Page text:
What you need to know about COVID-19 and sexual activity.

By Jessica Migala
March 05, 2020

Tinder is looking out for your health. The popular dating app recently sent out a pop-up that reads, “While we want you to continue to have fun, protecting yourself from the coronavirus is more important,” reported Business Insider. The pop-up then goes on to give common sense disease-prevention advice, such as washing your hands and using hand sanitizer, with a link to visit the World Health Organization (WHO) for more info.

Perhaps there’s just something about a disease outbreak that makes people want to quarantine and…get busy? Reuters reported that sales for condoms have gone up in China, where COVID-19—the official name for the coronavirus that has since spread across the globe—was first detected. Sales of condoms are so high there, they're currently ranking as one of the more popular items purchased from e-commerce sites.

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All that brings us to our next question: Can you contract the coronavirus from having sex? What about kissing? How about oral?

The short answer is that experts really don’t know. “What we know thus far is that COVID-19 is present in respiratory secretions,” Kristin Englund, MD, of the department of infectious disease at the Cleveland Clinic, tells Health. Respiratory secretions include droplets that exit a person's mouth from coughing or sneezing. Because these secretions from an infected person can carry the virus, some countries (like France) are discouraging people from greeting one another with a cheek kiss, reported The Washington Post.

But kissing a partner, of course, is far more intimate than a random peck on the cheek. While it makes sense that kissing someone infected with COVID-19 could leave you infected, “at this point in time, we don’t know these specific details,” says Dr. Englund. What we do know is that the Centers for Disease Control and Prevention (CDC) says that the virus can spread from “close contact” with someone, with close contact generally defined as being within six feet of a person. If you’re kissing or having sex, well, you’re well within this limit...and potentially at risk if your partner carries the virus.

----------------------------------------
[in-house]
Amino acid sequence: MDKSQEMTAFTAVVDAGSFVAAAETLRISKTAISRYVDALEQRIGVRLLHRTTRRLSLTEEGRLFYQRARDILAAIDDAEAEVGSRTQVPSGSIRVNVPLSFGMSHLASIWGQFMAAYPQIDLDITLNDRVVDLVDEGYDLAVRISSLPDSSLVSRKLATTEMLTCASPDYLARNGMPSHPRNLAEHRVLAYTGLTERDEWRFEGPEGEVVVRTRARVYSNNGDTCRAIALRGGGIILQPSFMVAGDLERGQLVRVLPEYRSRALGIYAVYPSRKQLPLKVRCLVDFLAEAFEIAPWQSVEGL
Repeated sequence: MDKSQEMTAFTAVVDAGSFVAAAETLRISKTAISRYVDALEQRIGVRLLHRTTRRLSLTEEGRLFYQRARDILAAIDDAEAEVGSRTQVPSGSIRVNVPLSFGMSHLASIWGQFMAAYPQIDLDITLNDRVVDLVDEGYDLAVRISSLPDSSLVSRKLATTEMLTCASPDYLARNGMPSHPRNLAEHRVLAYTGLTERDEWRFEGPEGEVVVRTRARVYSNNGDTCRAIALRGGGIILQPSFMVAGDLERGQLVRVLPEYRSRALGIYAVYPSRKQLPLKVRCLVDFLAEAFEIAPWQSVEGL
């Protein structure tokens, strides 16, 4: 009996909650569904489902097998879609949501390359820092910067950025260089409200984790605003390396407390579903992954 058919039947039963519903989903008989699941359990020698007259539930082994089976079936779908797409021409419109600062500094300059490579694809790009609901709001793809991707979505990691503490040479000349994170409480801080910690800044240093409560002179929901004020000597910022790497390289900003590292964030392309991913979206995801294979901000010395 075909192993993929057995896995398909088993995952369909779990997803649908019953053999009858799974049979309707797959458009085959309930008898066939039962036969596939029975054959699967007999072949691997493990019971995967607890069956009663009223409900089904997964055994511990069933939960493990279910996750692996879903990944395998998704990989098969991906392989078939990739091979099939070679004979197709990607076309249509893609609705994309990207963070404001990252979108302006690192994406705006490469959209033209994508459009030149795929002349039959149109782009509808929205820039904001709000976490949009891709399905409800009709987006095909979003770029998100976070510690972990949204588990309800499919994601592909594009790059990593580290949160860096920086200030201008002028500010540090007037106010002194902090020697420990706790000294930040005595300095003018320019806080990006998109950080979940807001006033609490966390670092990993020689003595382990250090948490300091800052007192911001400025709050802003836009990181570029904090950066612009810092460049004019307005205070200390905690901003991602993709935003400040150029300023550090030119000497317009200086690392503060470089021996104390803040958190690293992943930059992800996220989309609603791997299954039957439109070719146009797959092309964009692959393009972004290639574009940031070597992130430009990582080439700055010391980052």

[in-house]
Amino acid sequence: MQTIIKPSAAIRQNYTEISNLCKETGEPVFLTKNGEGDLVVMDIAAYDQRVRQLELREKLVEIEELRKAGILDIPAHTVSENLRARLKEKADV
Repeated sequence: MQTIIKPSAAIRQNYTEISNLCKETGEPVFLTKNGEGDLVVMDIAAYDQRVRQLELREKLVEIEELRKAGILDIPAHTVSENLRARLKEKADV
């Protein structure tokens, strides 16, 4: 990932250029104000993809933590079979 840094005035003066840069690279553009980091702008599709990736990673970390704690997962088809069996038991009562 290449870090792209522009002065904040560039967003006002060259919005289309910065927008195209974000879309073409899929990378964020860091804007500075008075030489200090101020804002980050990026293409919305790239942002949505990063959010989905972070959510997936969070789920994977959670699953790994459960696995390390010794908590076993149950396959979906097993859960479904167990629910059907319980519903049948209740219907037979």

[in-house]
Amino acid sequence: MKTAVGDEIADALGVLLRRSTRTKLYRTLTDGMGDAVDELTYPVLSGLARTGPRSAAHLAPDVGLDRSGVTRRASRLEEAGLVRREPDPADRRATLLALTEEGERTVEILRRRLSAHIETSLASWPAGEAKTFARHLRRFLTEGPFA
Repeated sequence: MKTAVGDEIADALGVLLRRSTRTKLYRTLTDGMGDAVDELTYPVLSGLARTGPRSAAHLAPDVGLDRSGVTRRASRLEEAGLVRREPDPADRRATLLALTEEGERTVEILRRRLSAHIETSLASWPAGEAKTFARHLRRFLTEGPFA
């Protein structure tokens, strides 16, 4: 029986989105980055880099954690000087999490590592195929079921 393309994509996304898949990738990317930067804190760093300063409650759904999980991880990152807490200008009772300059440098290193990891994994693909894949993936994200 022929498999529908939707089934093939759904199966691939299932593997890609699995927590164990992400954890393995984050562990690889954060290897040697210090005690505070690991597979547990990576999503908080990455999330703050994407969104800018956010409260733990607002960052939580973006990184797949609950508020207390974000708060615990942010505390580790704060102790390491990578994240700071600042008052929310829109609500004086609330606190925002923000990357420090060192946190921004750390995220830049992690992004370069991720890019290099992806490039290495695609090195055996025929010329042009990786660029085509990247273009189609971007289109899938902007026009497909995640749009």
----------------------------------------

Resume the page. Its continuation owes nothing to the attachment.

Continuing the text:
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Is the coronavirus present in other bodily fluids like vaginal secretions or semen? That's also unknown at this time, says Dr. Englund. “We really can’t make any statements about safety [of sexual activity] when we don’t have any data on it,” she explains.

If you're concerned about staying healthy, then it makes sense to avoid kissing or getting physically close to a partner who is showing signs of the coronavirus, which include flu-like symptoms such as coughing, sneezing, and having a fever. “We think that the risk of transmission is greatest when people are symptomatic," says Dr. Englund. If you’re worried that a partner could be a carrier of the coronavirus but is not showing signs, it's best to postpone any sex sessions until you know their health status for sure.

The information in this story is accurate as of press time. However, as the situation surrounding COVID-19 continues to evolve, it's possible that some data have changed since publication. While Health is trying to keep our stories as up-to-date as possible, we also encourage readers to stay informed on news and recommendations for their own communities by using the CDC, WHO, and their local public health department as resources.

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